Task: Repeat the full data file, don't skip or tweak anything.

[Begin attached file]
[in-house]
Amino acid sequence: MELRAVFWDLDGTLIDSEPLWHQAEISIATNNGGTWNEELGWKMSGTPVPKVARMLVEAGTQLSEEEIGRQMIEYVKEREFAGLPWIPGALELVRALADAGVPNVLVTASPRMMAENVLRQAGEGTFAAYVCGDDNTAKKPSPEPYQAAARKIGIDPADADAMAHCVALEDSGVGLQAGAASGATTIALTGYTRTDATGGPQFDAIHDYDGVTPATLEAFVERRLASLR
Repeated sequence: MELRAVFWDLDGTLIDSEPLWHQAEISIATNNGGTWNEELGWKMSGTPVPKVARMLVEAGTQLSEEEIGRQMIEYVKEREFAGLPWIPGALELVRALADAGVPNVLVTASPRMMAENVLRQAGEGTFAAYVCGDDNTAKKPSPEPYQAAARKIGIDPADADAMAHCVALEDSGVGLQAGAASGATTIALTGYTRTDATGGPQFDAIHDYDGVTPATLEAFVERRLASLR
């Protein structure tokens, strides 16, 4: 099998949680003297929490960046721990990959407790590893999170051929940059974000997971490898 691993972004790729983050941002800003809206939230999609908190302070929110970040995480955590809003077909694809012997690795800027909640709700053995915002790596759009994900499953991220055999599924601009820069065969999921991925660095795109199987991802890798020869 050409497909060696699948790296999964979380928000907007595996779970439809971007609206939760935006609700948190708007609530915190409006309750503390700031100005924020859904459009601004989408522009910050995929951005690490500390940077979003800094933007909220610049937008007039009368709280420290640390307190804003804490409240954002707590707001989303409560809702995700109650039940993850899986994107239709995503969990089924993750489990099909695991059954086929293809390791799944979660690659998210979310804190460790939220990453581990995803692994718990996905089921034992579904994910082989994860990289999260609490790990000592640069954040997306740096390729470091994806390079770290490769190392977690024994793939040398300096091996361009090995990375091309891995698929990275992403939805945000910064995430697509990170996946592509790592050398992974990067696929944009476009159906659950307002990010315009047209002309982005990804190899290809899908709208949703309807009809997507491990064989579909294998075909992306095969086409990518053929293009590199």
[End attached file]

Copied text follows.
[in-house]
Amino acid sequence: MELRAVFWDLDGTLIDSEPLWHQAEISIATNNGGTWNEELGWKMSGTPVPKVARMLVEAGTQLSEEEIGRQMIEYVKEREFAGLPWIPGALELVRALADAGVPNVLVTASPRMMAENVLRQAGEGTFAAYVCGDDNTAKKPSPEPYQAAARKIGIDPADADAMAHCVALEDSGVGLQAGAASGATTIALTGYTRTDATGGPQFDAIHDYDGVTPATLEAFVERRLASLR
Repeated sequence: MELRAVFWDLDGTLIDSEPLWHQAEISIATNNGGTWNEELGWKMSGTPVPKVARMLVEAGTQLSEEEIGRQMIEYVKEREFAGLPWIPGALELVRALADAGVPNVLVTASPRMMAENVLRQAGEGTFAAYVCGDDNTAKKPSPEPYQAAARKIGIDPADADAMAHCVALEDSGVGLQAGAASGATTIALTGYTRTDATGGPQFDAIHDYDGVTPATLEAFVERRLASLR
């Protein structure tokens, strides 16, 4: 099998949680003297929490960046721990990959407790590893999170051929940059974000997971490898 691993972004790729983050941002800003809206939230999609908190302070929110970040995480955590809003077909694809012997690795800027909640709700053995915002790596759009994900499953991220055999599924601009820069065969999921991925660095795109199987991802890798020869 050409497909060696699948790296999964979380928000907007595996779970439809971007609206939760935006609700948190708007609530915190409006309750503390700031100005924020859904459009601004989408522009910050995929951005690490500390940077979003800094933007909220610049937008007039009368709280420290640390307190804003804490409240954002707590707001989303409560809702995700109650039940993850899986994107239709995503969990089924993750489990099909695991059954086929293809390791799944979660690659998210979310804190460790939220990453581990995803692994718990996905089921034992579904994910082989994860990289999260609490790990000592640069954040997306740096390729470091994806390079770290490769190392977690024994793939040398300096091996361009090995990375091309891995698929990275992403939805945000910064995430697509990170996946592509790592050398992974990067696929944009476009159906659950307002990010315009047209002309982005990804190899290809899908709208949703309807009809997507491990064989579909294998075909992306095969086409990518053929293009590199």